Kim Shelpman's entrée into home building's player's club was pretty much through the backdoor. In 2000, as a mortgage industry veteran, she coordinated a joint venture between Milwaukee-based Guarantee Bank and Melbourne, Fla.-based Holiday Builders. The result was Shelter Mortgage, and Shelpman became the JV's vice president. Two years later, she joined Holiday's board of directors and then signed on as president of the employee-owned company in August 2006.

Kim Shelpman Photo: Jamie Windon Since then, Shelpman has tightened the organization's focus on the first-time buyer, a strategy intended to hone a competitive edge during this challenged market. In January, the former college basketball star spoke with news editor Sarah Yaussi about teamwork, teeing off, and traveling in 2008.

BB: You've made no secret about looking at tier-two markets as possible expansion areas. Can you tell me a little about this plan and identify any specific markets that interest you?

KS: Our formula is really to maintain a lean operation to be able to move quickly and efficiently in these tier-two markets. We're looking in South Carolina, Tennessee, and Alabama. We are concentrating on [them] heavily.

BB: Do you think a heavy concentration on the first-time buyer niche has buffered Holiday from some of the market's challenges?

KS: Absolutely. There was a time during the boom where state first-time home buyer program money was just sitting idle. Nobody was even using it. I've seen a real switch. Now, because [buyers] are going to occupy the properties, they are able to tap into the special fundings, the "go zones," bond financing and second-mortgage help for them to get into a house. And our price model fits into that type of financing.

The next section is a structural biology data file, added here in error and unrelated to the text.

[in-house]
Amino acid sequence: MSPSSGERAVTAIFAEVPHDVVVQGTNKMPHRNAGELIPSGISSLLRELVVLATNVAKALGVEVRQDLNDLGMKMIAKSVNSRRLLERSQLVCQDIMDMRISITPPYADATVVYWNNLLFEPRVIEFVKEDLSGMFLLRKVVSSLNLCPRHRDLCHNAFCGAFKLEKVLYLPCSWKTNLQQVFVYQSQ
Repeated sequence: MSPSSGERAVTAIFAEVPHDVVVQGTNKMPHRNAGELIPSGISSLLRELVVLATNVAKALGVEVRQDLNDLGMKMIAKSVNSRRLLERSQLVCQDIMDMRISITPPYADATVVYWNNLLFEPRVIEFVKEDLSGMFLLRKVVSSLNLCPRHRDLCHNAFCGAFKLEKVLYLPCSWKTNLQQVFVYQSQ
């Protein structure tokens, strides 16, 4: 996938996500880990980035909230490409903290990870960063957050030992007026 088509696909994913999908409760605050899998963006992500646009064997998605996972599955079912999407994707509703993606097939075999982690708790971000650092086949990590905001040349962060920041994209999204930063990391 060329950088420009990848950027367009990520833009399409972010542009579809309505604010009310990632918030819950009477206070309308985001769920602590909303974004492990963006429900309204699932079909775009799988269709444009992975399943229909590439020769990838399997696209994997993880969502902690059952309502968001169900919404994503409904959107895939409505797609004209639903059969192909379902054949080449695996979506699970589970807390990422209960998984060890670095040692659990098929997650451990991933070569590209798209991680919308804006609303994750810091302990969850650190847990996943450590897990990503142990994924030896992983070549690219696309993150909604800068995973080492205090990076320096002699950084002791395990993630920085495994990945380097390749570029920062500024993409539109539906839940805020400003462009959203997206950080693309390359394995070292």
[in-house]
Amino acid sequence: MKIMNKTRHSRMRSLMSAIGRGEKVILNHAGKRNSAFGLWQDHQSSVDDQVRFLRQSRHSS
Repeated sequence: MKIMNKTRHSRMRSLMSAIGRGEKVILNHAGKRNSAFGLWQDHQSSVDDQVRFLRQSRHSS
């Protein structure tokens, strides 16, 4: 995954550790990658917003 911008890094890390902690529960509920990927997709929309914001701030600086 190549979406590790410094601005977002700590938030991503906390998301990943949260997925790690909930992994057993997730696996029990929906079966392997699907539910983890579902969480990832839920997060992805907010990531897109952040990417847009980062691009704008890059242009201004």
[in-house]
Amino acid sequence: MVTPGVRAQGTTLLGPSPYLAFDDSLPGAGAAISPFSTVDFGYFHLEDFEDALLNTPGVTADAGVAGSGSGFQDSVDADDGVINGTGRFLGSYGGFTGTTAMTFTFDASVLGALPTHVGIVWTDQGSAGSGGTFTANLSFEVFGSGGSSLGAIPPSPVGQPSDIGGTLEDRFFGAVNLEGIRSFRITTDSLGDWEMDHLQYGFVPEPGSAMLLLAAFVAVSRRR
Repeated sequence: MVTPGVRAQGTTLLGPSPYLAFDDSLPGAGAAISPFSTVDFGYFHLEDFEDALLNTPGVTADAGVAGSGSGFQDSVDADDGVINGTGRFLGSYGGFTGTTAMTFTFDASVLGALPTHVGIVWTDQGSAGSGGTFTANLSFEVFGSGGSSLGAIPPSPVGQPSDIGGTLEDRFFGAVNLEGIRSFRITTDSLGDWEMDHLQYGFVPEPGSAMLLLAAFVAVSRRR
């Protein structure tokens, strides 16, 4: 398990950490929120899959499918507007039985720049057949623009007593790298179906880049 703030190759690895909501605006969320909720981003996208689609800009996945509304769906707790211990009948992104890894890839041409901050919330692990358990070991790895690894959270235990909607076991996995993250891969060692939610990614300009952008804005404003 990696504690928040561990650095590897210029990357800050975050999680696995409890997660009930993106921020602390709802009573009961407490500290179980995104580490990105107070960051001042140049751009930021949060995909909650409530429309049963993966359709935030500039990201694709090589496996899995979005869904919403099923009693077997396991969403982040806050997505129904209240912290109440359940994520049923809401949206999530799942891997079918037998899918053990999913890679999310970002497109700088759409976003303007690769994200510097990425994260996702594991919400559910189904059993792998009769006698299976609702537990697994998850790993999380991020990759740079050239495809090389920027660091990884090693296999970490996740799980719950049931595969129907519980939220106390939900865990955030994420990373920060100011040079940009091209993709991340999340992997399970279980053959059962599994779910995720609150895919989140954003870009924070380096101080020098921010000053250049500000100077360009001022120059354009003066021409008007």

BB: There is a lot of talk about what happens once the bank regulators start coming in and evaluating banks' portfolios and their exposure to risk in home building. How concerned are you about that?

KS: We transact business in a conservative manner. I think we will be just fine.

For other companies, absolutely [it's a concern]. There's going to be a lot of news coming out on that front in this next quarter. I think we're all going to learn from this.

BB: Of the major decisions you've made as CEO, which stands out as being most valuable in these challenging times?

KS: When I first started, I rolled out our customer initiative focus. We refocused on our communication with internal as well as external customers. It was employee based; it was customer based. Our customer service ratings have skyrocketed since that. Our employee morale has changed tenfold.

BB: I was surprised to learn that you were a basketball star in your college days.

KS: Rollins College, which is in Winter Park, Fla., is where I ended up having my basketball career. I was a swing guard. It's called a number two, ... a shooting guard. I still play.

BB: Word has it that you've found a way to combine the finesse of golf with the skill–and thrill–of gambling.

KS: I am an avid golfer. In May, I'm going out to Vegas to play in the World Series of Golf. It's where the sport is combined with Texas Hold 'Em.

BB: Do you enjoy travel?

KS: I am a cruise-aholic. I try to take an exotic cruise every year. My last one was the South Pacific–Bora Bora, Tahiti. This year, I am looking at the Greek Isles.

BB: How do you decompress when you are closer to home?

KS: I'm a passionate cook. I love to cook. ... When I retire from the building business, I plan on going to culinary school.